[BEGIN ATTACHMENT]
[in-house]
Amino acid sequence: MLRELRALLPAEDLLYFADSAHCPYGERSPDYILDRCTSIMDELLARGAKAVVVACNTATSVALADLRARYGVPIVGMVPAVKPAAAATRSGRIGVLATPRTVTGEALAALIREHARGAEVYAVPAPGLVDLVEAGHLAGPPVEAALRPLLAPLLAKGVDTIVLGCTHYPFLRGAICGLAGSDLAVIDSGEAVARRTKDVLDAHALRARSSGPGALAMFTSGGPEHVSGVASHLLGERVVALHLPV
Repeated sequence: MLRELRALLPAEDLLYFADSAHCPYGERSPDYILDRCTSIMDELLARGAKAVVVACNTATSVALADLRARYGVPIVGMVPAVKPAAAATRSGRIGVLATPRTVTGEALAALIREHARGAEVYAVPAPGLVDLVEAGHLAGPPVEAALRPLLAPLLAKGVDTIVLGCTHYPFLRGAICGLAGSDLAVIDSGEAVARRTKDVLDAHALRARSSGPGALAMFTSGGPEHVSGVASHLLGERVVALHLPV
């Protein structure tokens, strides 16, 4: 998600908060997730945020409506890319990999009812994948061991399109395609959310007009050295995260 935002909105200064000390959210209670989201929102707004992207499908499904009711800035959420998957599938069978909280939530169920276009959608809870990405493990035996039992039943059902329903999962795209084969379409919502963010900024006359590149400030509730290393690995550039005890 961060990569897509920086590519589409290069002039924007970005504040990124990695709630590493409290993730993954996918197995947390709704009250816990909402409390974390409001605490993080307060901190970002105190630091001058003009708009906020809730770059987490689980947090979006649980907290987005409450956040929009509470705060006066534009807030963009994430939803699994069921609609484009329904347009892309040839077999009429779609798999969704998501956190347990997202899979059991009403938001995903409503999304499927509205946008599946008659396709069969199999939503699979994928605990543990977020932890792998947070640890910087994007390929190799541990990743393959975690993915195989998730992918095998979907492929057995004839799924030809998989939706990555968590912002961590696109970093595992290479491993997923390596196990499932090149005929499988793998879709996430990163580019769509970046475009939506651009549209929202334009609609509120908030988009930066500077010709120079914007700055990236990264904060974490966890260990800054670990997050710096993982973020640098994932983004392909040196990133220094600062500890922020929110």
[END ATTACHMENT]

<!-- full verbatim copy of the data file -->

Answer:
[in-house]
Amino acid sequence: MLRELRALLPAEDLLYFADSAHCPYGERSPDYILDRCTSIMDELLARGAKAVVVACNTATSVALADLRARYGVPIVGMVPAVKPAAAATRSGRIGVLATPRTVTGEALAALIREHARGAEVYAVPAPGLVDLVEAGHLAGPPVEAALRPLLAPLLAKGVDTIVLGCTHYPFLRGAICGLAGSDLAVIDSGEAVARRTKDVLDAHALRARSSGPGALAMFTSGGPEHVSGVASHLLGERVVALHLPV
Repeated sequence: MLRELRALLPAEDLLYFADSAHCPYGERSPDYILDRCTSIMDELLARGAKAVVVACNTATSVALADLRARYGVPIVGMVPAVKPAAAATRSGRIGVLATPRTVTGEALAALIREHARGAEVYAVPAPGLVDLVEAGHLAGPPVEAALRPLLAPLLAKGVDTIVLGCTHYPFLRGAICGLAGSDLAVIDSGEAVARRTKDVLDAHALRARSSGPGALAMFTSGGPEHVSGVASHLLGERVVALHLPV
């Protein structure tokens, strides 16, 4: 998600908060997730945020409506890319990999009812994948061991399109395609959310007009050295995260 935002909105200064000390959210209670989201929102707004992207499908499904009711800035959420998957599938069978909280939530169920276009959608809870990405493990035996039992039943059902329903999962795209084969379409919502963010900024006359590149400030509730290393690995550039005890 961060990569897509920086590519589409290069002039924007970005504040990124990695709630590493409290993730993954996918197995947390709704009250816990909402409390974390409001605490993080307060901190970002105190630091001058003009708009906020809730770059987490689980947090979006649980907290987005409450956040929009509470705060006066534009807030963009994430939803699994069921609609484009329904347009892309040839077999009429779609798999969704998501956190347990997202899979059991009403938001995903409503999304499927509205946008599946008659396709069969199999939503699979994928605990543990977020932890792998947070640890910087994007390929190799541990990743393959975690993915195989998730992918095998979907492929057995004839799924030809998989939706990555968590912002961590696109970093595992290479491993997923390596196990499932090149005929499988793998879709996430990163580019769509970046475009939506651009549209929202334009609609509120908030988009930066500077010709120079914007700055990236990264904060974490966890260990800054670990997050710096993982973020640098994932983004392909040196990133220094600062500890922020929110």